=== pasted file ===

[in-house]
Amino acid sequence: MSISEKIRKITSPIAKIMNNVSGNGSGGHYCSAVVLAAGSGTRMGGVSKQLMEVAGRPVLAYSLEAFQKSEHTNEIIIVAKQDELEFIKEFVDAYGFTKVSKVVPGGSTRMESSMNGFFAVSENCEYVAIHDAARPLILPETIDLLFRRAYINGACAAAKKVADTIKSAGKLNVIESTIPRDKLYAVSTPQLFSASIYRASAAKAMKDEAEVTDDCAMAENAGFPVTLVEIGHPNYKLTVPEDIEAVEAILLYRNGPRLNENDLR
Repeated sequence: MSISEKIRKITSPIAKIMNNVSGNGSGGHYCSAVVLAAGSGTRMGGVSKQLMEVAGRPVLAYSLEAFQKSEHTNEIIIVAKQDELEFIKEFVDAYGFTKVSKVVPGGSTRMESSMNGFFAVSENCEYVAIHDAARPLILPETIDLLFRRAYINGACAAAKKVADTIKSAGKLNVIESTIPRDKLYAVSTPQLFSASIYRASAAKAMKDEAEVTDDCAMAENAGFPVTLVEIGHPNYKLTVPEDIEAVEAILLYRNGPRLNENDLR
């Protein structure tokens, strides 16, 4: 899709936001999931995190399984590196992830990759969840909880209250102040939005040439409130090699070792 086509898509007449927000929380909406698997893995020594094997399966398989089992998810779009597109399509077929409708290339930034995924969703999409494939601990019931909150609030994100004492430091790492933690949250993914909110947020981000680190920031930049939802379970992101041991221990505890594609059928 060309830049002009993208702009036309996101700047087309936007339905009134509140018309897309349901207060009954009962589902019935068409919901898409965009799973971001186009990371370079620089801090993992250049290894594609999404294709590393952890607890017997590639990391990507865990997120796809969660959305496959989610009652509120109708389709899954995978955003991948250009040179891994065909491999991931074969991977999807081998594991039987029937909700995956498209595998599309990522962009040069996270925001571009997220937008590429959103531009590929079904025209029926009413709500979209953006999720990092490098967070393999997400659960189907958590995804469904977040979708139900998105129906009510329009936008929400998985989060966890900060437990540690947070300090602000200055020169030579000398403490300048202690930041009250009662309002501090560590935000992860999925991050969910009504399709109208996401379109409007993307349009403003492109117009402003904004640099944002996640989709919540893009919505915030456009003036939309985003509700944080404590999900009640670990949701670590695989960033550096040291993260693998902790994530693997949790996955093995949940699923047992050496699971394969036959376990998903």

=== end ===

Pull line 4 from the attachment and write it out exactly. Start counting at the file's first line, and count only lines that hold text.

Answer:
């Protein structure tokens, strides 16, 4: 899709936001999931995190399984590196992830990759969840909880209250102040939005040439409130090699070792 086509898509007449927000929380909406698997893995020594094997399966398989089992998810779009597109399509077929409708290339930034995924969703999409494939601990019931909150609030994100004492430091790492933690949250993914909110947020981000680190920031930049939802379970992101041991221990505890594609059928 060309830049002009993208702009036309996101700047087309936007339905009134509140018309897309349901207060009954009962589902019935068409919901898409965009799973971001186009990371370079620089801090993992250049290894594609999404294709590393952890607890017997590639990391990507865990997120796809969660959305496959989610009652509120109708389709899954995978955003991948250009040179891994065909491999991931074969991977999807081998594991039987029937909700995956498209595998599309990522962009040069996270925001571009997220937008590429959103531009590929079904025209029926009413709500979209953006999720990092490098967070393999997400659960189907958590995804469904977040979708139900998105129906009510329009936008929400998985989060966890900060437990540690947070300090602000200055020169030579000398403490300048202690930041009250009662309002501090560590935000992860999925991050969910009504399709109208996401379109409007993307349009403003492109117009402003904004640099944002996640989709919540893009919505915030456009003036939309985003509700944080404590999900009640670990949701670590695989960033550096040291993260693998902790994530693997949790996955093995949940699923047992050496699971394969036959376990998903």